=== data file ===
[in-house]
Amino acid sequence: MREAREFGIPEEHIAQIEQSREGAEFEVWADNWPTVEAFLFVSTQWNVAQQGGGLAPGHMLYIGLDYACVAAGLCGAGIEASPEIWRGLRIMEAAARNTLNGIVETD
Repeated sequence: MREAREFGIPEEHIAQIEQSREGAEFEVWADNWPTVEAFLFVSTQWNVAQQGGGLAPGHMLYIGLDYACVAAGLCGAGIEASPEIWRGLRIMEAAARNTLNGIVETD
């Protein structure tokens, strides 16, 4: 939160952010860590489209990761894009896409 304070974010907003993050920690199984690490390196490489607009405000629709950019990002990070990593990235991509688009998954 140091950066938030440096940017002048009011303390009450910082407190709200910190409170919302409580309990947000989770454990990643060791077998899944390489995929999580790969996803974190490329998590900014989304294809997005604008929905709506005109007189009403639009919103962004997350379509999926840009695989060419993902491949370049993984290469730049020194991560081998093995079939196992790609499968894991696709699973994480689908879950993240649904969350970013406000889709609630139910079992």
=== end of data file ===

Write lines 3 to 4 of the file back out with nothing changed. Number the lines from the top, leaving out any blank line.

Repeated sequence: MREAREFGIPEEHIAQIEQSREGAEFEVWADNWPTVEAFLFVSTQWNVAQQGGGLAPGHMLYIGLDYACVAAGLCGAGIEASPEIWRGLRIMEAAARNTLNGIVETD
């Protein structure tokens, strides 16, 4: 939160952010860590489209990761894009896409 304070974010907003993050920690199984690490390196490489607009405000629709950019990002990070990593990235991509688009998954 140091950066938030440096940017002048009011303390009450910082407190709200910190409170919302409580309990947000989770454990990643060791077998899944390489995929999580790969996803974190490329998590900014989304294809997005604008929905709506005109007189009403639009919103962004997350379509999926840009695989060419993902491949370049993984290469730049020194991560081998093995079939196992790609499968894991696709699973994480689908879950993240649904969350970013406000889709609630139910079992």